Season: 1-2, Episodes: 2, Faction: N/A
Leonard Simms is a former U.S. naval officer who Hurley knew at Santa Rosa Mental Health Institute. Leonard was stationed in the South Pacific before and/or during 1988 and, along with his friend and fellow officer Sam Toomey, monitored longwave radio transmissions at a government listening post.
In 1988, the station picked up a transmission consisting of the numbers 4 8 15 16 23 42 repeating on a loop. (Danielle Rousseau and her science team also caught the transmission around that same time.) The Numbers stayed with Leonard and Sam. After Toomey used the numbers in a game of chance, a plague of bad luck seemed to befall those around him. Leonard and Sam believed the Numbers to be cursed, driving Sam to suicide, and Leonard to insanity.
At an unknown time, Leonard was admitted to Santa Rosa Mental Health Institute. He spent all of his time playing the game Connect Four with himself, while endlessly repeating the Numbers. (“Numbers”) (“Dave”)
After Hurley got out of Santa Rosa, he won the lottery by playing the numbers he had heard from Leonard, and came to believe they were cursed. Visiting Leonard at the institute to find answers, Hurley told him he used the Numbers in the lottery, to which Leonard broke from his near-catatonic state and became hysterical, screaming, “You’ve opened the box!” He told Hurley to get away from the Numbers or it wouldn’t stop. Leonard then told Hurley that he heard the numbers from Sam Toomey in Kalgoorlie, Australia. (“Numbers”)
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One of the four ‘sons of Horus‘, Duamutef, whose name means “he who honors his mother,” is depicted as a jackal-headed mummy on the jar containing the stomach of the deceased and in the assignment of the sons of Horus to the cardinal points is at the east. Duamutef, together with Horus and Kebehsenuf, is said in CT spell 158/BD spell 112 to be among the “Souls [Bau] of Nekhen,” or Hierakonpolis, a town in Upper Egypt. In one text, Duamutef states to the deceased, “I bring your soul before you, so that it may move about [swtwt, ‘walk about’, ‘promenade’] in the place of your heart; may you repose with it for eternity,” the heart serving as a place of excursion or recreation for the ba (Lefebvre 1920, 227-228).
Duamutef was one of the Four Sons of Horus and a protection god of the Canopic jars. Commonly he is said to be the son of the god Horus the Elder (Heru-ur) and the goddess Isis. There is another myth that describes Duamutef and his brothers as sons of Osiris. According to this myth they were born from a lotus blossom that arose from the primeval ocean.
The name Duamutef means “Who adores his mother”.
First Duamutef was displayed as human wrapped in mummy bandages. Since the New Kingdom he is shown with the head of a jackal. In some cases his appearance is swapped with Qebehsenuef’s so he has the head of a falcon and Qebehsenuef has the head of a jackal.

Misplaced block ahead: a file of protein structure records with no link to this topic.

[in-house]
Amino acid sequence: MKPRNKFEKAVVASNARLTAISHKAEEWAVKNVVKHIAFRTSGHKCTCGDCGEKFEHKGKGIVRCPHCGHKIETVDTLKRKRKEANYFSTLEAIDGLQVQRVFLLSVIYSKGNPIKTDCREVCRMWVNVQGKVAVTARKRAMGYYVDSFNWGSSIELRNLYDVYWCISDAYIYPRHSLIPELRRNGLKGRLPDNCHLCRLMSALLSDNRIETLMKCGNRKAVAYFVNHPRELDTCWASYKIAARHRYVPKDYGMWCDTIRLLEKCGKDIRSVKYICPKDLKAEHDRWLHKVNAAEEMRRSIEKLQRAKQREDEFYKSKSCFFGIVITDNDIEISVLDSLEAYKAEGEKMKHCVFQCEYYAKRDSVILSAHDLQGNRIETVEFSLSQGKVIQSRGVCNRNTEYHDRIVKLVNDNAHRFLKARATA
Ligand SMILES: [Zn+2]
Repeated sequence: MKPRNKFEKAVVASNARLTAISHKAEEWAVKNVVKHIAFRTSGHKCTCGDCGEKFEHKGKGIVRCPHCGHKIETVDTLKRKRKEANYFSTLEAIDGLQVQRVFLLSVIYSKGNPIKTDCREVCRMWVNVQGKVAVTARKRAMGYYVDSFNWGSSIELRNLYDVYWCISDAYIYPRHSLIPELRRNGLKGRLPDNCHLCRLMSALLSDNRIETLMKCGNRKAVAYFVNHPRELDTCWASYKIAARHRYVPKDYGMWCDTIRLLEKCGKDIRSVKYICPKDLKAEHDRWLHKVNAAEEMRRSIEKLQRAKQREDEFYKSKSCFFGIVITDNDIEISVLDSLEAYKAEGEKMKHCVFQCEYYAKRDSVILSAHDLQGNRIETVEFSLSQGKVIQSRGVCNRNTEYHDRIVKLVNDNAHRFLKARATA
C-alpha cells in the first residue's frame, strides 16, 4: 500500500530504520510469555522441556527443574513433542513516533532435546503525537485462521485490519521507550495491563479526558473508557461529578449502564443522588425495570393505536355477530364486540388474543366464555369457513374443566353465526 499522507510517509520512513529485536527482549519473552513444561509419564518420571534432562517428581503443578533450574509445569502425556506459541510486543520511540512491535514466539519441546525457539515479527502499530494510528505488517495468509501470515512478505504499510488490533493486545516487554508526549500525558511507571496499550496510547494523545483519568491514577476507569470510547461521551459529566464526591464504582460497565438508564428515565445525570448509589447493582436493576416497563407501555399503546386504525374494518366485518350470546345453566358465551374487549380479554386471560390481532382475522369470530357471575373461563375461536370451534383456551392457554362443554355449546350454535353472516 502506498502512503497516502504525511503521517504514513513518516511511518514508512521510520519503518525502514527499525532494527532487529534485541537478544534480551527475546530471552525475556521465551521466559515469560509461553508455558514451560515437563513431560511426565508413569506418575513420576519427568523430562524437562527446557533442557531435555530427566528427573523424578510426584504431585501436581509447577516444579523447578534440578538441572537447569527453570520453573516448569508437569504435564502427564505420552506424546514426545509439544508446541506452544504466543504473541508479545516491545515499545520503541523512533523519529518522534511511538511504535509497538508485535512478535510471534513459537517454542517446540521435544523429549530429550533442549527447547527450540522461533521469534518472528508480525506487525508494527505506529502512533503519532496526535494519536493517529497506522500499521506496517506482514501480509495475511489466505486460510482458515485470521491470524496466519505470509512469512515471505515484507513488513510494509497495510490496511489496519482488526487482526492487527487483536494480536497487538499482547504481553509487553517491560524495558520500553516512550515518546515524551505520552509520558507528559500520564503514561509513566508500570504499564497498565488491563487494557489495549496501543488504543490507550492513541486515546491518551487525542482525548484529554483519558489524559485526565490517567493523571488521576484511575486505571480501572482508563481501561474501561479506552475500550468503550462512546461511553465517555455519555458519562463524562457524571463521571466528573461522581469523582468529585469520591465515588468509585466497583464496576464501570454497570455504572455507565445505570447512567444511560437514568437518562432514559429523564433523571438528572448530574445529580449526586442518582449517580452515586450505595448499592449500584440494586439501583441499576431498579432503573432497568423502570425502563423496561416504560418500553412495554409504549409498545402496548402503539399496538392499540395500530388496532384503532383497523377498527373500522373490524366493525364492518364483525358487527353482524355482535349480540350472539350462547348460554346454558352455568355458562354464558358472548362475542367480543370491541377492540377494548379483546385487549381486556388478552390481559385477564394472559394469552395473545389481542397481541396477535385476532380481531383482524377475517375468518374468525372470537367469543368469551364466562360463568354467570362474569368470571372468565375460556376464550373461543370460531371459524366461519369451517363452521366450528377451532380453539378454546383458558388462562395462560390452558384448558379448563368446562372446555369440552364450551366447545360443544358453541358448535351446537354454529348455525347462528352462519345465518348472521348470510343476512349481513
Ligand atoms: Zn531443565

Duamutef usually was shown on Sarcophagus and as cap of canopic jars. Some images of the Judgement of heart show him staying together with his brothers in front of Osiris on a small lotus blossom.
Meaning as Protection God of Canopic Jars
The Pyramid texts name Duamutef as protection god of the deceased and their helper for the advance to heaven. The inscriptions of canopic jars and canpic chests he is called to protect from hunger and thirst.
According to the Egyptian Mythology he and his brothers where dedicated as protectors of the cardinal directions of the sky. Duamutef was dedicated to the east and he was also one of the star gods. For this reason Duamutef appears on astronomical documents to describe the direction where stars are placed.
Four ‘Sons of Horus’
Duamutef, the jackal headed son of Horus, protected the stomach of the deceased and was in turn protected by the goddess Neith. It seems that his role was to worship the dead person, and his name means literally ‘he who worships his mother’. In the Coffin Texts Horus calls upon him to:
“Come and worship my father N for me, just as you went that you might worship my mother Isis in your name Duamutef.”
Rather confusingly, as is borne out here, Isis had a dual role. Not only was she the wife of Osiris and the mother of Horus, but she was also the consort of Horus the Elder and thus the mother of the sons of Horus. This ambiguity is added to when Duamutef calls Osiris his father, rather than Horus.
In Spell 151 of the Book of the Dead he is given the following words to say:
“I have come that I may protect my father Osiris from him who would harm you …”
The text does not make it clear who is going to harm Osiris, although there are two major candidates. The obvious one is Set, the murderer of Osiris. Somehow the son who worships his mother Isis is able to assist in overcoming Set. The other possibility is Apophis, the serpent demon who prevents the Sun’s passage and thus the resurrection of Osiris. Either way, Duamutef through his worship of Isis has the power to protect the deceased from harm.
He was also considered one of the four pillars of Shu, a rudder of heaven, and was associated with the East.